C) All your background IP rights are belong to us...any background IP in the product you make us, you give us all licenses to use, forever, to copy, to modify, to use as we wish. This does NOT appear to include ownership (i.e. you can still use your background IP as you wish, sell it, give it to other customers, etc.)

D) Work for hire, we own all IP on the work that you do for us, literally you assign us all IP ownership (very standard, but many Software/Design/Web services companies fight back on this clause, see below), except for any Background IP which you declared per B).

E) If, for D) above, there is an non-assignable right (e.g. some law precluding the author/maker/creator to assign the IP ownership), you will give us an all inclusive license as in C) to use the IP, forever. In the case where you cannot assign a license, you promise not to sue us.

This is all fairly standard and agreeable, provided that you are charging high enough rates.

To answer your questions, no, it does not assign them the rights to all of your previous works, it assigns them a perpetual right to use whatever previous IP you have included in any work that you do for them.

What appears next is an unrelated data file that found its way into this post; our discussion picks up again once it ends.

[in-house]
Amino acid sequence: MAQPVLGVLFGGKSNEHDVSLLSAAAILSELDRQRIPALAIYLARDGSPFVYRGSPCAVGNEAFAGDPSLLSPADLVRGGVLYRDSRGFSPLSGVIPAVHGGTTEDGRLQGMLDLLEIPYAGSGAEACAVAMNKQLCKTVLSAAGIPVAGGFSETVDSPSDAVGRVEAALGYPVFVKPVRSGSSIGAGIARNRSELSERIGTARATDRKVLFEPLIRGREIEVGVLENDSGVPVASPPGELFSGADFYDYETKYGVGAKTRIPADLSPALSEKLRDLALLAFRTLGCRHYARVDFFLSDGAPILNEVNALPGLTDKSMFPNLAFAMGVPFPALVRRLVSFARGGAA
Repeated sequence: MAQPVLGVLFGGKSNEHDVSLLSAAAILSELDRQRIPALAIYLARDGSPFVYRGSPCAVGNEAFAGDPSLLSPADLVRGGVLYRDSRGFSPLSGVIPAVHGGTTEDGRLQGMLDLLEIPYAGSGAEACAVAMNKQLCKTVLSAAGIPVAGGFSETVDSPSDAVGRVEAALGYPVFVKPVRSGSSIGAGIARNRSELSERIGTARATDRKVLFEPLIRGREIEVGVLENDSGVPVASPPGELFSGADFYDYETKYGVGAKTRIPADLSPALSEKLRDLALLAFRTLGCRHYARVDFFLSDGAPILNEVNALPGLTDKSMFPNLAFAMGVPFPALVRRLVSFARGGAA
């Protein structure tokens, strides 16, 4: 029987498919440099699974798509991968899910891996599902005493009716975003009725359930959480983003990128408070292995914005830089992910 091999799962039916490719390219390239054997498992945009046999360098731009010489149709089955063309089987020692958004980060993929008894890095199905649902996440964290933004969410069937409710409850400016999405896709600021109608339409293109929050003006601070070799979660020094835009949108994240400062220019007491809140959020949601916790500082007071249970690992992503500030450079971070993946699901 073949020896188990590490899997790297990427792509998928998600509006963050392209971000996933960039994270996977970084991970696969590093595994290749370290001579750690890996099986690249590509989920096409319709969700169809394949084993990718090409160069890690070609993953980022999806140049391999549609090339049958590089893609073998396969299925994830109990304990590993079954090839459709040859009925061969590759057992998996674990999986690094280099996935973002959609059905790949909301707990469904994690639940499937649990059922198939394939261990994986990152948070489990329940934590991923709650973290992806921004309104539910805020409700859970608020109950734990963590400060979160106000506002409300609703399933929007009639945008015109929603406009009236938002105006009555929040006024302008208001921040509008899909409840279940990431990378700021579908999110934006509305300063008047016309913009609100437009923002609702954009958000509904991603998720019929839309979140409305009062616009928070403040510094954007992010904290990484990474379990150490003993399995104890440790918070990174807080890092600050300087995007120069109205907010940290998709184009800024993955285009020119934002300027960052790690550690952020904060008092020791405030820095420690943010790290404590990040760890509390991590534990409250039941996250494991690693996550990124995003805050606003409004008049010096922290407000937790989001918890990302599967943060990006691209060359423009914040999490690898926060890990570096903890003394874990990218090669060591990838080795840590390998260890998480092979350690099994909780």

Yes, they will own any unique feature that you come up with, if it is included in the work that you do for them, and you wouldn't be able to use it in another app.

The major issue for most Engineering/Software/Design/Web freelancers with part D) is that

  • Often value for the customer is achieved through reuse of existing or previously developed IP. If every customer retains all the IP, then how can reuse occur for a new customer?

  • Given the above, additional cost must be born by the client who wants all the IP, and all the IP will be done in a clean-room fashion.

I would speak to your lawyer about changing that D) clause into something more balanced, or raise your rates accordingly.

Furthermore, tell your clients that since they will not allow any reuse of IP generated for their work, that you cannot give them any benefits of Background IP (unless of course you charge them accordingly).